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- any sociology focused particularly on the study of past societies or using historical sources.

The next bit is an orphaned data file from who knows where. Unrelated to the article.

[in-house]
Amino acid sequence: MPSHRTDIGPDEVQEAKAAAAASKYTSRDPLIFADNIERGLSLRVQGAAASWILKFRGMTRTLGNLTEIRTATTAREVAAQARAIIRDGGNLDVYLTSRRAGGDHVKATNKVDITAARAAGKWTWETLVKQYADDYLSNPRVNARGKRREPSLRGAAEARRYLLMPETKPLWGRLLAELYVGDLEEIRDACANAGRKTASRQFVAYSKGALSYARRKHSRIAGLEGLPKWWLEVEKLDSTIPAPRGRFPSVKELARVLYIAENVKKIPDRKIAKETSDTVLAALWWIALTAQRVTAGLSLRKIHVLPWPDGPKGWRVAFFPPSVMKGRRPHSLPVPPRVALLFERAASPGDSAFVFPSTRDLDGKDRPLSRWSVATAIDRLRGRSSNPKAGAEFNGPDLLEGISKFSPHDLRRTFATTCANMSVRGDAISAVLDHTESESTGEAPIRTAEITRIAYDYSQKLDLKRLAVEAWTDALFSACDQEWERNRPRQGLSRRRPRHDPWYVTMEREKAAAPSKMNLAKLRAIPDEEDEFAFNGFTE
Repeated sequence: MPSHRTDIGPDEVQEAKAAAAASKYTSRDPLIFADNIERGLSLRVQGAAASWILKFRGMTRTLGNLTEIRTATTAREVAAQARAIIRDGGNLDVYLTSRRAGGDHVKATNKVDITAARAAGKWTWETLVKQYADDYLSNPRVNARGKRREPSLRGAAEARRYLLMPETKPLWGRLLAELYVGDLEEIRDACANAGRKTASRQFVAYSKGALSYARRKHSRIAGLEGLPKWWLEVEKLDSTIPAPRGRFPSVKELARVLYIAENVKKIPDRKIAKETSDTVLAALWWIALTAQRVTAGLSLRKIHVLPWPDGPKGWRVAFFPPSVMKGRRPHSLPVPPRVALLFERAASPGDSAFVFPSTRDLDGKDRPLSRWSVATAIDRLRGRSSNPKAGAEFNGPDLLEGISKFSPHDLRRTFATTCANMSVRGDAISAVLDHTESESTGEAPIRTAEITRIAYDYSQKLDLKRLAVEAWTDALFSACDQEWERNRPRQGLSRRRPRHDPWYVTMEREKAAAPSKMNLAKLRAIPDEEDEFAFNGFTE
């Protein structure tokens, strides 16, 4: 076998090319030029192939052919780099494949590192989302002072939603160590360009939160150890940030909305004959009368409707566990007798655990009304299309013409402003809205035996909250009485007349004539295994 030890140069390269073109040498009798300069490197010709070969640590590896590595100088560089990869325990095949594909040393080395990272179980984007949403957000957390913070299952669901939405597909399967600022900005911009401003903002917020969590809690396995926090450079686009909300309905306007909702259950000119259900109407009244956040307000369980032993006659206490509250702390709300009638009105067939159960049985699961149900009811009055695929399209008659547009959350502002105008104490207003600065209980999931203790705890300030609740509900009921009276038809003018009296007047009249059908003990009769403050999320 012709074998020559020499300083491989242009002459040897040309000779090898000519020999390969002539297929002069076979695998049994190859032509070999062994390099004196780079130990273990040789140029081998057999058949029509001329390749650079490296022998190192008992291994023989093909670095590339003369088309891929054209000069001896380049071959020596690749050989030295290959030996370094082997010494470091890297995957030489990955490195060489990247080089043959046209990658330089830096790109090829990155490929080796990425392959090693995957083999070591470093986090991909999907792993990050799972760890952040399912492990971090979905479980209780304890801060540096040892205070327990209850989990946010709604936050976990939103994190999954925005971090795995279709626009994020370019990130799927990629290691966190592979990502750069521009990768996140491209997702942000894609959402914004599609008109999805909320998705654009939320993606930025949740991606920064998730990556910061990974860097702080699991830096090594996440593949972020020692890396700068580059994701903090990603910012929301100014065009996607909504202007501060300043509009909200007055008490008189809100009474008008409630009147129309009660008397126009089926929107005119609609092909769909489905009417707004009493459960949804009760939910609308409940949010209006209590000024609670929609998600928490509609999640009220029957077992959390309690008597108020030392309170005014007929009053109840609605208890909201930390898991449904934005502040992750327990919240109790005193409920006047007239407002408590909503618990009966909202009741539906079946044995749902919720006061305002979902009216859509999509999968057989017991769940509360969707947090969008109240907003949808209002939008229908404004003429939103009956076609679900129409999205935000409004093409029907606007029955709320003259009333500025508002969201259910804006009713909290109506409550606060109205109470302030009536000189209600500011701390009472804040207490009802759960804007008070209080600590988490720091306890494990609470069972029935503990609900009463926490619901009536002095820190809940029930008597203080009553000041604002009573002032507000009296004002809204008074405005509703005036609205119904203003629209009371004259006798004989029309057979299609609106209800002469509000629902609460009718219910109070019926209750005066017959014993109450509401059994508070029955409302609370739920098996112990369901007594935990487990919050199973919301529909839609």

- more particularly, those forms of comparative sociology which focus on historical societies, and on order and change within these societies (see also COMPARATIVE METHOD). Historical sociology in this second sense, after falling out of fashion (see HISTORICISM, EVOLUTIONARY THEORY, SOCIAL CHANGE), has come into vogue again in recent decades as the result of major works by such authors as MOORE and WALLERSTEIN in the US, and, in the UK, ANDERSON, MANN and ELIAS. There is also a sense in which all general theories of social change are historical sociologies. It is in this context that partisans of historical sociology such as P. Abrams (1982), argue that it forms the central core of traditional sociology, and that its importance should be reasserted in modern sociology. An informative survey of the range of recent historical sociology is D. Smith The Rise of Historical Sociology (1991). See also HISTORY.